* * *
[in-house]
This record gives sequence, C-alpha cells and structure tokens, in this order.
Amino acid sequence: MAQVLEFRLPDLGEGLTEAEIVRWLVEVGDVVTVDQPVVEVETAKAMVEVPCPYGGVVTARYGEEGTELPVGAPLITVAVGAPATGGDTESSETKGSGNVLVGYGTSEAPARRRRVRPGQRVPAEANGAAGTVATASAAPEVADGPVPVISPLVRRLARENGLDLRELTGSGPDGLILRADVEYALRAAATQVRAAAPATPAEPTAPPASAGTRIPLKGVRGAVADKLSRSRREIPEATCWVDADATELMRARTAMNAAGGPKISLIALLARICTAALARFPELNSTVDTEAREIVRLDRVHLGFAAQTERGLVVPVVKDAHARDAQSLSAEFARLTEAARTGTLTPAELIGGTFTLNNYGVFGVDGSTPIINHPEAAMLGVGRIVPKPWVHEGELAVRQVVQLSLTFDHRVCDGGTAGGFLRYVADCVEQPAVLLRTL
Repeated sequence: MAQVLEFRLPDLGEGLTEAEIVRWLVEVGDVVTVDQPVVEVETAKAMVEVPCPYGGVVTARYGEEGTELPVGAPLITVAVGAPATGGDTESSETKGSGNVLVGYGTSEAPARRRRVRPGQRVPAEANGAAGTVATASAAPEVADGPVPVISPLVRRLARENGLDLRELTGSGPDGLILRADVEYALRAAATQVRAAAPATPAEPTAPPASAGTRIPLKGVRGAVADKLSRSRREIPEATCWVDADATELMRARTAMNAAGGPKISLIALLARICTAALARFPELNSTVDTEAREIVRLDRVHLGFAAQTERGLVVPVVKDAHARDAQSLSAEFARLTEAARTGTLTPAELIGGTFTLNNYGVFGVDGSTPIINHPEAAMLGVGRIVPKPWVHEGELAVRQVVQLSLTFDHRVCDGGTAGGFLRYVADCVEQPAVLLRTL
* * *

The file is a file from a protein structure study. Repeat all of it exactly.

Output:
[in-house]
This record gives sequence, C-alpha cells and structure tokens, in this order.
Amino acid sequence: MAQVLEFRLPDLGEGLTEAEIVRWLVEVGDVVTVDQPVVEVETAKAMVEVPCPYGGVVTARYGEEGTELPVGAPLITVAVGAPATGGDTESSETKGSGNVLVGYGTSEAPARRRRVRPGQRVPAEANGAAGTVATASAAPEVADGPVPVISPLVRRLARENGLDLRELTGSGPDGLILRADVEYALRAAATQVRAAAPATPAEPTAPPASAGTRIPLKGVRGAVADKLSRSRREIPEATCWVDADATELMRARTAMNAAGGPKISLIALLARICTAALARFPELNSTVDTEAREIVRLDRVHLGFAAQTERGLVVPVVKDAHARDAQSLSAEFARLTEAARTGTLTPAELIGGTFTLNNYGVFGVDGSTPIINHPEAAMLGVGRIVPKPWVHEGELAVRQVVQLSLTFDHRVCDGGTAGGFLRYVADCVEQPAVLLRTL
Repeated sequence: MAQVLEFRLPDLGEGLTEAEIVRWLVEVGDVVTVDQPVVEVETAKAMVEVPCPYGGVVTARYGEEGTELPVGAPLITVAVGAPATGGDTESSETKGSGNVLVGYGTSEAPARRRRVRPGQRVPAEANGAAGTVATASAAPEVADGPVPVISPLVRRLARENGLDLRELTGSGPDGLILRADVEYALRAAATQVRAAAPATPAEPTAPPASAGTRIPLKGVRGAVADKLSRSRREIPEATCWVDADATELMRARTAMNAAGGPKISLIALLARICTAALARFPELNSTVDTEAREIVRLDRVHLGFAAQTERGLVVPVVKDAHARDAQSLSAEFARLTEAARTGTLTPAELIGGTFTLNNYGVFGVDGSTPIINHPEAAMLGVGRIVPKPWVHEGELAVRQVVQLSLTFDHRVCDGGTAGGFLRYVADCVEQPAVLLRTL